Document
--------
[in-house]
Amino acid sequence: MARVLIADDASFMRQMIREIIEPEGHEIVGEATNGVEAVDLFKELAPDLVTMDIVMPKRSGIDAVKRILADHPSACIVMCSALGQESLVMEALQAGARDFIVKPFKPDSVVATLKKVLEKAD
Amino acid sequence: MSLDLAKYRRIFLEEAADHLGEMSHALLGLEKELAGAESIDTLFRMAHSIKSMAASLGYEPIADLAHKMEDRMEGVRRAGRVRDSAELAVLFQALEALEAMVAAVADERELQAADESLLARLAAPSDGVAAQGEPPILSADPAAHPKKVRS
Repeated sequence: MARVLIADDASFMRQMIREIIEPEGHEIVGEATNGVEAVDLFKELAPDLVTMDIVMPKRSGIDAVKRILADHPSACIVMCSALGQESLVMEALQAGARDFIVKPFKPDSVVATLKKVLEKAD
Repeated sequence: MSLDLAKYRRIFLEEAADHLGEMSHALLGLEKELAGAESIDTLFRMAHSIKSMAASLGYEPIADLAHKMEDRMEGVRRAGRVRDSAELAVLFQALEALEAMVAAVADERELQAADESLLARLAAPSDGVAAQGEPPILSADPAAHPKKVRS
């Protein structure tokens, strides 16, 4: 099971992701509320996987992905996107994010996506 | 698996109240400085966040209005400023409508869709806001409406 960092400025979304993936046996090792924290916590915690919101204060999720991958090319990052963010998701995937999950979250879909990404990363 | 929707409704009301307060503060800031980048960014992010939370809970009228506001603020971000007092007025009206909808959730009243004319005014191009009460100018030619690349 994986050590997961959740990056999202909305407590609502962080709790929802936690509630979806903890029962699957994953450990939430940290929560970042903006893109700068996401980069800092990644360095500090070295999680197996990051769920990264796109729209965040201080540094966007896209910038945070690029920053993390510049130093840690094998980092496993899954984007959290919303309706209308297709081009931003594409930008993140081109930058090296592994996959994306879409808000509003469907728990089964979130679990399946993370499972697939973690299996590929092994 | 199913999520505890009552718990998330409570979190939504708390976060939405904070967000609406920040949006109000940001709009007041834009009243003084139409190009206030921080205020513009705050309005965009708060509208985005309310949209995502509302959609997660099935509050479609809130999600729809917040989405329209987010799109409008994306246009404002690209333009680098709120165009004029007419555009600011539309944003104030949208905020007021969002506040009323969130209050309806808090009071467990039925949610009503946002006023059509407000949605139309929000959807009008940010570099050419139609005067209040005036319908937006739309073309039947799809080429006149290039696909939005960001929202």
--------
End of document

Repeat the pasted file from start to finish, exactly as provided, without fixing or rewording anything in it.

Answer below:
[in-house]
Amino acid sequence: MARVLIADDASFMRQMIREIIEPEGHEIVGEATNGVEAVDLFKELAPDLVTMDIVMPKRSGIDAVKRILADHPSACIVMCSALGQESLVMEALQAGARDFIVKPFKPDSVVATLKKVLEKAD
Amino acid sequence: MSLDLAKYRRIFLEEAADHLGEMSHALLGLEKELAGAESIDTLFRMAHSIKSMAASLGYEPIADLAHKMEDRMEGVRRAGRVRDSAELAVLFQALEALEAMVAAVADERELQAADESLLARLAAPSDGVAAQGEPPILSADPAAHPKKVRS
Repeated sequence: MARVLIADDASFMRQMIREIIEPEGHEIVGEATNGVEAVDLFKELAPDLVTMDIVMPKRSGIDAVKRILADHPSACIVMCSALGQESLVMEALQAGARDFIVKPFKPDSVVATLKKVLEKAD
Repeated sequence: MSLDLAKYRRIFLEEAADHLGEMSHALLGLEKELAGAESIDTLFRMAHSIKSMAASLGYEPIADLAHKMEDRMEGVRRAGRVRDSAELAVLFQALEALEAMVAAVADERELQAADESLLARLAAPSDGVAAQGEPPILSADPAAHPKKVRS
């Protein structure tokens, strides 16, 4: 099971992701509320996987992905996107994010996506 | 698996109240400085966040209005400023409508869709806001409406 960092400025979304993936046996090792924290916590915690919101204060999720991958090319990052963010998701995937999950979250879909990404990363 | 929707409704009301307060503060800031980048960014992010939370809970009228506001603020971000007092007025009206909808959730009243004319005014191009009460100018030619690349 994986050590997961959740990056999202909305407590609502962080709790929802936690509630979806903890029962699957994953450990939430940290929560970042903006893109700068996401980069800092990644360095500090070295999680197996990051769920990264796109729209965040201080540094966007896209910038945070690029920053993390510049130093840690094998980092496993899954984007959290919303309706209308297709081009931003594409930008993140081109930058090296592994996959994306879409808000509003469907728990089964979130679990399946993370499972697939973690299996590929092994 | 199913999520505890009552718990998330409570979190939504708390976060939405904070967000609406920040949006109000940001709009007041834009009243003084139409190009206030921080205020513009705050309005965009708060509208985005309310949209995502509302959609997660099935509050479609809130999600729809917040989405329209987010799109409008994306246009404002690209333009680098709120165009004029007419555009600011539309944003104030949208905020007021969002506040009323969130209050309806808090009071467990039925949610009503946002006023059509407000949605139309929000959807009008940010570099050419139609005067209040005036319908937006739309073309039947799809080429006149290039696909939005960001929202």